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active afterwards American appeared appointed army assistance attention Bank became Biddle Board born Bradford British called Captain cause character Church close College command commenced confidence Congress connection considerable continued course Court death desire devoted died distinguished duties early effect engaged England entered established father formed give Government honor Hospital important influence institution interest John Judge kind known labors letter liberal lived manner March married means merchant mind months native nature never object passed Pennsylvania period Philadelphia position possessed practice prepared present President profession published Quaker received regard remained remarkable respect returned Samuel ship Society soon spirit Street success Thomas tion took trade United views visited Washington whole writer York young
Page 376 - Seest thou a man diligent in his calling, he shall stand before kings, he shall not stand before mean men...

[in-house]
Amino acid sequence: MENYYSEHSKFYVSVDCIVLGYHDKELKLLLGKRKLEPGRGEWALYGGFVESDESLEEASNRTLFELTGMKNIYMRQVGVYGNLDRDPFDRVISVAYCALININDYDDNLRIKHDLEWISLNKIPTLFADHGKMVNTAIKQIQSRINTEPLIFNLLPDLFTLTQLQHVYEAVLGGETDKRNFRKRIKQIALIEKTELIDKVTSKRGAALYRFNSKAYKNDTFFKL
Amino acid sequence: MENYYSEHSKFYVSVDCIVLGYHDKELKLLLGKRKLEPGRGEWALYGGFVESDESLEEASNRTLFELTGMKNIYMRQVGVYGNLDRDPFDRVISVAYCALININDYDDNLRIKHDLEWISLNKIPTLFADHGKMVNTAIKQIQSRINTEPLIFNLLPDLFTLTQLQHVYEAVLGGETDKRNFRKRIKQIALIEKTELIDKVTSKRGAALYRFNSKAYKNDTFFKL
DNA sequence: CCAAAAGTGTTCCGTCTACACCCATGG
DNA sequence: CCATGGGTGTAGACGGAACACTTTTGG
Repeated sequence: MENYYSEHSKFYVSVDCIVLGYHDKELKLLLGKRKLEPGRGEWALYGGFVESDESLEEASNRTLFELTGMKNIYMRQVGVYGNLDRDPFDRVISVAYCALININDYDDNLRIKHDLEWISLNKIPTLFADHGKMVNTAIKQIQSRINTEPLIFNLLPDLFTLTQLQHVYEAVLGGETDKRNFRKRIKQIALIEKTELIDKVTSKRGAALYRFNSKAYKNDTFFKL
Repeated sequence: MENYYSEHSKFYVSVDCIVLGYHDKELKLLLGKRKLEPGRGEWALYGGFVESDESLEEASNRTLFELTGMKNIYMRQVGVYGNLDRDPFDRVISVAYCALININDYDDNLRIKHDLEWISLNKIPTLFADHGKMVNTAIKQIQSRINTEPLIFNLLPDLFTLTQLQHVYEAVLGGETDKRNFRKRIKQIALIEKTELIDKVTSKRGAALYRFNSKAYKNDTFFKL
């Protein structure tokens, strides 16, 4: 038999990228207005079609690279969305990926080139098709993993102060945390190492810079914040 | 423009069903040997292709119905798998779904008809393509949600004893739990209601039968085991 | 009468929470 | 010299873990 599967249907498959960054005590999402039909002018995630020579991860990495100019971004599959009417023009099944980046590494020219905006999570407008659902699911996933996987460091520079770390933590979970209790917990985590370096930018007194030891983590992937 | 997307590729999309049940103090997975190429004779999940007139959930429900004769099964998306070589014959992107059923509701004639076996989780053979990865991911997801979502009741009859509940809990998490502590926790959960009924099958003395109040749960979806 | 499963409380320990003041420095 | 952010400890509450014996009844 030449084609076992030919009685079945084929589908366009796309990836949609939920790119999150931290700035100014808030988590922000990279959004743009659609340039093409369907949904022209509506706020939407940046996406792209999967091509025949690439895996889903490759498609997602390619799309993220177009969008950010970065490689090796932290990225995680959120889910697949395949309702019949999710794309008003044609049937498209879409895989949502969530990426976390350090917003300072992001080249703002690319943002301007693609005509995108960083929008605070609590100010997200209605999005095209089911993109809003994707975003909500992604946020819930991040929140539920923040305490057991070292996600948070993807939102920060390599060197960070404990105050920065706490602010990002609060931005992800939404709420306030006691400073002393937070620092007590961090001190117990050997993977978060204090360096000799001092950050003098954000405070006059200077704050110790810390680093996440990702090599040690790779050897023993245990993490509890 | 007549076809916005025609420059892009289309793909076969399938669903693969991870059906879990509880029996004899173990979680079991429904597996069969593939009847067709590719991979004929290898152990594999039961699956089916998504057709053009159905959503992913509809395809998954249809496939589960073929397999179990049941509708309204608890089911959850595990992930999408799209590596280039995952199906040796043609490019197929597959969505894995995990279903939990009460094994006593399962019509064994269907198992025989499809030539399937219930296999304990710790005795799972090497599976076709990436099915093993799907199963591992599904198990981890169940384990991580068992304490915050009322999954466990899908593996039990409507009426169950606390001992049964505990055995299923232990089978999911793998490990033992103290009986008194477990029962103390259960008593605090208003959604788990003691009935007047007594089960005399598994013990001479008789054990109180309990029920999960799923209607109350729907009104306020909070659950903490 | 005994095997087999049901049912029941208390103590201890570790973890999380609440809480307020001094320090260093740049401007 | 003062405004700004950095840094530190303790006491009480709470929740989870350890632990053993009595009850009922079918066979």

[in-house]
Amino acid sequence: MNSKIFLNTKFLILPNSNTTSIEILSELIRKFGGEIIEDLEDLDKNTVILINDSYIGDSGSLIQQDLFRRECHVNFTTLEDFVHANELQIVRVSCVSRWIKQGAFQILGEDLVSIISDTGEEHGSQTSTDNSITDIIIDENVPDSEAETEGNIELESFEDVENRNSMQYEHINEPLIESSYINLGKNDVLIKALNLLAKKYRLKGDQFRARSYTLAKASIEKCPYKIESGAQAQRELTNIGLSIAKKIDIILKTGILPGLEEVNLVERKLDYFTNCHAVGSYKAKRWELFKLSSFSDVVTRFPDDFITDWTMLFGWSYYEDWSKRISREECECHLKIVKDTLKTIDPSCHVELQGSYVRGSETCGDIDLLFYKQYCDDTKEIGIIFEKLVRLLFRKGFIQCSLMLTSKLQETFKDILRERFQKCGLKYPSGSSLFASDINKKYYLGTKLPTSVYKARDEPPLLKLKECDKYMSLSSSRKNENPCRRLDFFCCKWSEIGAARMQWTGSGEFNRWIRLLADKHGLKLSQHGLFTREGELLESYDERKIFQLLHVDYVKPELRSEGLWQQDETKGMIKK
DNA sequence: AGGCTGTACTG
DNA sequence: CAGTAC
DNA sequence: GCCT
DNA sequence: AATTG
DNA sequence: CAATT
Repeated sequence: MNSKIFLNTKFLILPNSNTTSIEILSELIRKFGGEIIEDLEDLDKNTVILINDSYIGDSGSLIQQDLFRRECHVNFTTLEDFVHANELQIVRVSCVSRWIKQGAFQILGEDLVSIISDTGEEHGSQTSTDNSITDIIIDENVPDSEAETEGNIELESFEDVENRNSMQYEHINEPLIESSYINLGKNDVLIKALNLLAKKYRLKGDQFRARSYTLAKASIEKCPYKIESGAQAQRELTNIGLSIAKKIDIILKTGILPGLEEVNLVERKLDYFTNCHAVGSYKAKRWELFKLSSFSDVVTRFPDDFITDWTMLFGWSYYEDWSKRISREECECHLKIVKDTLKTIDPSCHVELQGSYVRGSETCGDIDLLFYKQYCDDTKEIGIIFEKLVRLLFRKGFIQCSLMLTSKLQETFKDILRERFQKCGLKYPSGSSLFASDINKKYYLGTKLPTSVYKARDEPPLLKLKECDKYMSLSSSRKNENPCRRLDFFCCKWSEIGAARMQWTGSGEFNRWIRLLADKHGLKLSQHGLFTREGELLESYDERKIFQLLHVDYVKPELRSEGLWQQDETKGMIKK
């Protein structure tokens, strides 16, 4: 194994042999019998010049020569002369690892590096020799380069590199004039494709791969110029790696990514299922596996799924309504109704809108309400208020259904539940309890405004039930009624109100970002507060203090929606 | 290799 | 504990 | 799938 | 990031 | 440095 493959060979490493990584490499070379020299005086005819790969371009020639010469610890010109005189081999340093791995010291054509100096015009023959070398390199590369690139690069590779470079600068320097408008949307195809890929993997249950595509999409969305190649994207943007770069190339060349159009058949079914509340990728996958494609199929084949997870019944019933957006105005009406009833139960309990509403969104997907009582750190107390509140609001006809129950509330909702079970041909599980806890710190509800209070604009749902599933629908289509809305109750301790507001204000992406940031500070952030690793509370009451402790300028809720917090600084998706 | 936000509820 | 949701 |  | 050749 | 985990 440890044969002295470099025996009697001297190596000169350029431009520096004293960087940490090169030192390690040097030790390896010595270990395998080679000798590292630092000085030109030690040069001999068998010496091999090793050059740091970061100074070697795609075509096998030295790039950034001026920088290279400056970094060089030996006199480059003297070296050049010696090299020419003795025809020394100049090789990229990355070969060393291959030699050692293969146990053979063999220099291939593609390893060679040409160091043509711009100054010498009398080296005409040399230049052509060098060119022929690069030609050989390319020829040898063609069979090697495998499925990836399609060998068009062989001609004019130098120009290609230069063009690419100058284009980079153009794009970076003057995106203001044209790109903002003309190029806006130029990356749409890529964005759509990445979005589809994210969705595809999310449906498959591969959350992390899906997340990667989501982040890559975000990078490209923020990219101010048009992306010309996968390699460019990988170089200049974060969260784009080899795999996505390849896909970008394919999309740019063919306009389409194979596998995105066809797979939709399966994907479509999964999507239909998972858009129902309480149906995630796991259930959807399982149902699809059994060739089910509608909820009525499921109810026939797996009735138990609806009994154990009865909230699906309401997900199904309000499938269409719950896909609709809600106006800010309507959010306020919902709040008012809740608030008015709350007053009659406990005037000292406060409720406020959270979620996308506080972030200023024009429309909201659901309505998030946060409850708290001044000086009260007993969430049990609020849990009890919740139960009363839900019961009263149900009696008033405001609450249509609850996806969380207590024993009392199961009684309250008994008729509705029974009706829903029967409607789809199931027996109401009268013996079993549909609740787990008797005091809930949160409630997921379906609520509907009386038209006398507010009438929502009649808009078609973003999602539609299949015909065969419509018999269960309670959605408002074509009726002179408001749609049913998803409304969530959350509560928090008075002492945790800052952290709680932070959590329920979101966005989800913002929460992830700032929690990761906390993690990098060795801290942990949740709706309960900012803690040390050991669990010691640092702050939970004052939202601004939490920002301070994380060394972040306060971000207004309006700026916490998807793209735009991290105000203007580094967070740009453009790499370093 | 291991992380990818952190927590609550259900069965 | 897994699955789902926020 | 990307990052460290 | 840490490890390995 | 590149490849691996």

Page 258 - States, to devise such further provisions as shall appear to them necessary to render the constitution of the federal government adequate to the exigencies of the union...
Page 455 - In other countries the people, more simple and of a less mercurial cast, judge of an ill principle in government only by an actual grievance. Here they anticipate the evil and judge of the pressure of the grievance by the badness of the principle. They augur misgovernment at a distance, and snuff the approach of tyranny in every tainted breeze.
Page 512 - When the ear heard me, then it blessed me; and when the eye saw me, it gave witness to me: 12 Because I delivered the poor that cried, and the fatherless, and him that had none to help him.
Page 736 - As for nobility in particular persons, it is a reverend thing to see an ancient castle or building not in decay, or to see a fair timber tree sound and perfect. How much more to behold an ancient noble family, which hath stood against the waves and weathers of time.
Page 903 - the Sam. Adams of Philadelphia, the life of the cause of liberty.
Page 413 - Those scholars, who shall merit it, shall remain in the college until they shall respectively arrive at between fourteen and eighteen years of age ; they shall then be bound out by the Mayor, Aldermen and Citizens of Philadelphia, or under their direction, to suitable occupations, as those of agriculture, navigation, arts, mechanical trades, and manufactures...
Page 46 - DO not do unto others as you would that they should do unto you.